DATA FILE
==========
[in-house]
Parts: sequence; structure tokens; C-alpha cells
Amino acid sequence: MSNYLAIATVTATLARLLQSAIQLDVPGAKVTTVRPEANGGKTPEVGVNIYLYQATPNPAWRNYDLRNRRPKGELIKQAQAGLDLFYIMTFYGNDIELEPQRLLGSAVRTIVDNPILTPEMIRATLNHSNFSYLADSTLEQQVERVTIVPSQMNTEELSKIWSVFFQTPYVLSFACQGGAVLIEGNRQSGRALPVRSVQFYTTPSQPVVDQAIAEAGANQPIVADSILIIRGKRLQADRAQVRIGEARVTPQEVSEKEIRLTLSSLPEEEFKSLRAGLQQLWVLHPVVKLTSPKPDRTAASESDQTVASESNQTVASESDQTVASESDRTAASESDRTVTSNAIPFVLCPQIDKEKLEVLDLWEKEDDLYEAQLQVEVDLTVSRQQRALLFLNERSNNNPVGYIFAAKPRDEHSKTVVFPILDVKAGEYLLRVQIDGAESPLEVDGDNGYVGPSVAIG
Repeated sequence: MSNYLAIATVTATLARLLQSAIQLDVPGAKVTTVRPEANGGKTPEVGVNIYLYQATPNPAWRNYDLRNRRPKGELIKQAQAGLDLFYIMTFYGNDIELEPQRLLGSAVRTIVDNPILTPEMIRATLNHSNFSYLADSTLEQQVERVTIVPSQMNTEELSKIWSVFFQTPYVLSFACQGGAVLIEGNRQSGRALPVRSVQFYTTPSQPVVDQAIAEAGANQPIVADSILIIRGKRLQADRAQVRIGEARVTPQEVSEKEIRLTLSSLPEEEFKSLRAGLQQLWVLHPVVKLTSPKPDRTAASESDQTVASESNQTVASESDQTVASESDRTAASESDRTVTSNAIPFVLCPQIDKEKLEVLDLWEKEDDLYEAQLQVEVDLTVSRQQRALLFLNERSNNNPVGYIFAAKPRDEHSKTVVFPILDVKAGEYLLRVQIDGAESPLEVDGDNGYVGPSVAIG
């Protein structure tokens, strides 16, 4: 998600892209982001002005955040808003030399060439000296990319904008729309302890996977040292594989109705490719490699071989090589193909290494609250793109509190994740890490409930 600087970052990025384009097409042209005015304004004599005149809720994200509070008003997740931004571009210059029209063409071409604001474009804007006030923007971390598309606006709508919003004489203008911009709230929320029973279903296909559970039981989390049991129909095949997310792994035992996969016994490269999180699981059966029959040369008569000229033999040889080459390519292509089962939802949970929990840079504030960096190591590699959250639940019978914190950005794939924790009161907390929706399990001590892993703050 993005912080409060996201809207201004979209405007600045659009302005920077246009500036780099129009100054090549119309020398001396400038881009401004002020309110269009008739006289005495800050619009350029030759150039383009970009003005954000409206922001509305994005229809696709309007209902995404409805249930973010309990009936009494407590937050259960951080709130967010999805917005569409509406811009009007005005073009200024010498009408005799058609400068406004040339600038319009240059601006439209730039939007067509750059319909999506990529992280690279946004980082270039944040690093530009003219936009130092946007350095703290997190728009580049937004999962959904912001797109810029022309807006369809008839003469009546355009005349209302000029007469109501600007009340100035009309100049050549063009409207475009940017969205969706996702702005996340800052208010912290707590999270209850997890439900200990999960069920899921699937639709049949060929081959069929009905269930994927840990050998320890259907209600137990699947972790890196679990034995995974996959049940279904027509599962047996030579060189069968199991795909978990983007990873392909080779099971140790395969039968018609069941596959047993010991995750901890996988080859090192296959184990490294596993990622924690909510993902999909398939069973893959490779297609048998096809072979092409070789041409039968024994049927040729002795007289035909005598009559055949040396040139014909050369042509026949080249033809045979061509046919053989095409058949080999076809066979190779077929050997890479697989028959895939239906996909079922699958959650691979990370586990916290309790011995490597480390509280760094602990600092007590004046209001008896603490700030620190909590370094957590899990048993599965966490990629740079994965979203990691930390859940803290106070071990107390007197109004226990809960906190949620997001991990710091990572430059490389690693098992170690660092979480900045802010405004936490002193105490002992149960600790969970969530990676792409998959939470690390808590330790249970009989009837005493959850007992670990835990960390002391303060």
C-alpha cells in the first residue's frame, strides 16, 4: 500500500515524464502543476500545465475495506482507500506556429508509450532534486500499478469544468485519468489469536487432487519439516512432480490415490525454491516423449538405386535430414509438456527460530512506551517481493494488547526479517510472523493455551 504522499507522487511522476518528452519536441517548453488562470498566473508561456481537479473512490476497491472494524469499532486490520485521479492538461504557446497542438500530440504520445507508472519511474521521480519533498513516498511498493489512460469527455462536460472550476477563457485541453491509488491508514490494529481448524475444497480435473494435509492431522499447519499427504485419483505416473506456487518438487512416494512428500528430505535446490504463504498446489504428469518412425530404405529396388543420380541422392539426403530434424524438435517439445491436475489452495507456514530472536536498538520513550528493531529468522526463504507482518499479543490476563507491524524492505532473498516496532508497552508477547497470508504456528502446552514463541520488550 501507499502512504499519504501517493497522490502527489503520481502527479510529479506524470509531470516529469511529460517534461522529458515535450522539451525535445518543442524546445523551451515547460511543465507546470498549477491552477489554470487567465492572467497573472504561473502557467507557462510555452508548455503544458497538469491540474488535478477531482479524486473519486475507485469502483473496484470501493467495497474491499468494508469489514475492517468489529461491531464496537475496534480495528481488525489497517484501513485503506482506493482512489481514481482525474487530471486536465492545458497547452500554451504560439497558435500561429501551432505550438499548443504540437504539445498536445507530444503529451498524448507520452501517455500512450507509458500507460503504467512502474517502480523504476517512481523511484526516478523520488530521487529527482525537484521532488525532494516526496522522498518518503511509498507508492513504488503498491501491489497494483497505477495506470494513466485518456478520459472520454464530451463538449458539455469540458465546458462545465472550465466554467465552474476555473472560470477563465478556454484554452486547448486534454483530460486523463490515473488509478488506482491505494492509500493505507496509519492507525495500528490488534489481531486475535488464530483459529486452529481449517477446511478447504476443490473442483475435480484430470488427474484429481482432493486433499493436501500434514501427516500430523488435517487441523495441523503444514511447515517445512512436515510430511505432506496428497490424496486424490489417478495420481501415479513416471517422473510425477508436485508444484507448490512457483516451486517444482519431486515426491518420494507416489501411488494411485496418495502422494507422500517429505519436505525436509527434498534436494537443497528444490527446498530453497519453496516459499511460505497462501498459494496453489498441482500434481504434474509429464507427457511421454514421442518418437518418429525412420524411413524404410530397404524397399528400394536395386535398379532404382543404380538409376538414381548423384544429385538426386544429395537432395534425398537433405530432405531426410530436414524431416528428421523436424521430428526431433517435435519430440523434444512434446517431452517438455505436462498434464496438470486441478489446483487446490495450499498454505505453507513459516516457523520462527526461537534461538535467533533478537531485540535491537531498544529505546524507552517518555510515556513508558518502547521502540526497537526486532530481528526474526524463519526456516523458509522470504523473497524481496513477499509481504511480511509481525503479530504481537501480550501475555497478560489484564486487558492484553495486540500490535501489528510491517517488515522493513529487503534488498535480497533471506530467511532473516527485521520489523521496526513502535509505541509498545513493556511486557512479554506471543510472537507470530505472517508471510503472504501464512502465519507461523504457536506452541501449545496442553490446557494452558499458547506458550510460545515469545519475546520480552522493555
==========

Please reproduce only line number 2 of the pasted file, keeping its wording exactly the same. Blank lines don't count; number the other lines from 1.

Parts: sequence; structure tokens; C-alpha cells